Cameroon – Anglophone Crisis: At what level is the crisis in NW and SW?

Written by Deckson N.

Nearly six months after the onset of the crisis in the English-speaking regions of Cameroon, the situation does not seem to have completely diminished. Schools are practically shutdown, the leaders of the strike are still imprisoned and the population continues to squeak.

On 20 April 2017, the Head of State of Cameroon ordered the restoration of the Internet connection in the English-speaking regions of Cameroon. It was three months after the first cuts had been made.

In these regions, which account for about 20% of the 24 million inhabitants of Cameroon, people have jubilated, happy to have the Internet, and especially social networks. But that’s all. For in this part of the country, the frustrations remain intact.

Anglophone leaders still imprisoned

It is normally on 24 May that the trial of 27 people including three Cameroonian leaders of the Anglophone protest accused of “acts of terrorism” will open. Translated into military courts, many of them risk the death penalty.

But the worst, fears the Network of Human Rights Defenders in Central Africa (Redhac), is that hundreds of young people arrested along with the leaders of the Anglophone crisis are at risk of being forgotten in prison because of the media coverage of key leaders.

The lawyers, who were due to make their return on May 2, do not intend to let go of the ballast until their colleagues are released from prison.

School in half-tone

This threat of paralysis also hampers the education system. While in some cities such as Buea (South-West) a few students are timidly resuming their way to classes, especially at the government bilingual high school, this is not yet the case in other cities. In a report on the issue, Le Monde notes the case of the town of Tiko where schools remain deserted.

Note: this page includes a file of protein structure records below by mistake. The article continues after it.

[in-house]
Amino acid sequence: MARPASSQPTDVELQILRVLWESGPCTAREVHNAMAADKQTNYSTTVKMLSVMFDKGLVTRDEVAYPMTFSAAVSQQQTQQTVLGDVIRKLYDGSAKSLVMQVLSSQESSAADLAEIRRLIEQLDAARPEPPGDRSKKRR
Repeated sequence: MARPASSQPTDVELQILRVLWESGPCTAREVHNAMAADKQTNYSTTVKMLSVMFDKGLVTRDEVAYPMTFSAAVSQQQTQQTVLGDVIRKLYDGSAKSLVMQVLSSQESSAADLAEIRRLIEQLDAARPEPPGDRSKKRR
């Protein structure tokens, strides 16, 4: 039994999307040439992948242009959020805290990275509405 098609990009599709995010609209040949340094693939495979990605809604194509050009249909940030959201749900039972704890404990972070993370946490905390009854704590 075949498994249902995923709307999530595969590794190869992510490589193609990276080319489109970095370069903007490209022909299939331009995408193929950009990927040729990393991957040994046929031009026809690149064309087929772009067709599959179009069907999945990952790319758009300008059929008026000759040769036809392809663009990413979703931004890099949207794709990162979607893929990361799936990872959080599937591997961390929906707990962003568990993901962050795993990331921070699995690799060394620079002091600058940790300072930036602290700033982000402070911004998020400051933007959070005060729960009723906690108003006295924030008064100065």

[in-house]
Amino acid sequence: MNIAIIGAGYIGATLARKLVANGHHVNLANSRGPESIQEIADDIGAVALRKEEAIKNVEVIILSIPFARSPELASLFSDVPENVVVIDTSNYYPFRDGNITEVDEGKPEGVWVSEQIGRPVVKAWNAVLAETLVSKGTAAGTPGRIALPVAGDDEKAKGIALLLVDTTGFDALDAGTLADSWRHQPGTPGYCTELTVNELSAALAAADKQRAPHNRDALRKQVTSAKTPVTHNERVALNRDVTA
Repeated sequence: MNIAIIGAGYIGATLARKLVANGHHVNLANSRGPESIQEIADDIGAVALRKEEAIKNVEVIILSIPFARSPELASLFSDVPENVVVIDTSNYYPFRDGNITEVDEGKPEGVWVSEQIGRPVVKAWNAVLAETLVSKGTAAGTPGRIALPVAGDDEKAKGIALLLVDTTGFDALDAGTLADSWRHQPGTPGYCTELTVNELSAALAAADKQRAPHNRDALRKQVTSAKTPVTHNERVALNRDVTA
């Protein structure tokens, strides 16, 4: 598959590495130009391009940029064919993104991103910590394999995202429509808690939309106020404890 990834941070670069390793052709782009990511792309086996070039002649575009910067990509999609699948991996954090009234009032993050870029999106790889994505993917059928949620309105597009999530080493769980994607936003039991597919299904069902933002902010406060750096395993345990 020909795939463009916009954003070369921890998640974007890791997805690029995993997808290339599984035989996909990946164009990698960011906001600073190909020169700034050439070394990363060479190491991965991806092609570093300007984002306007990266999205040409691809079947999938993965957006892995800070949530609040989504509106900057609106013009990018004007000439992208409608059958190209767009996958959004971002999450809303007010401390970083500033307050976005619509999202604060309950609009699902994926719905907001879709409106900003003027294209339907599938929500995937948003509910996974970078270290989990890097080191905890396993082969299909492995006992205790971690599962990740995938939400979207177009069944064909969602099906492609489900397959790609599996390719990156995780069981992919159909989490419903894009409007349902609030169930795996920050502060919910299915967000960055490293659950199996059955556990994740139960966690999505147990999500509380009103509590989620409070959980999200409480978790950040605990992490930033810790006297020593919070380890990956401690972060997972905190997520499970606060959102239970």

Some parents fear retaliation by the strike supporters. Others have simply decided to send their children to study in big cities like Yaoundé.

Despite this, the government refuses to mention any blank year in this part of Cameroon. For this, the GCE board, the body that administers the examinations of the English subsystem, even extended the deadline for enrollment. Candidates for the various examinations had until 20 March 2017 to finalize their registration while the examinations are supposed to take place in June.

Refusal to dialogue

In Yaoundé, however, there is much hope for the Commission for the Promotion of Bilingualism promoted by decree on January 23, 2017. Placed under the authority of the President of the Republic, the mission of the commission is “to promote bilingualism and multiculturalism in Cameroon, with a view to maintaining peace, consolidating the national unity of the country and strengthening the will and the daily practice of living together of its populations “.

A maneuver that comes to put back to the Greek calendars any project of negotiations with the anglophone leaders many of which call for federalism. A claim radically rejected by Yaounde who remains in her position.

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Deckson N.

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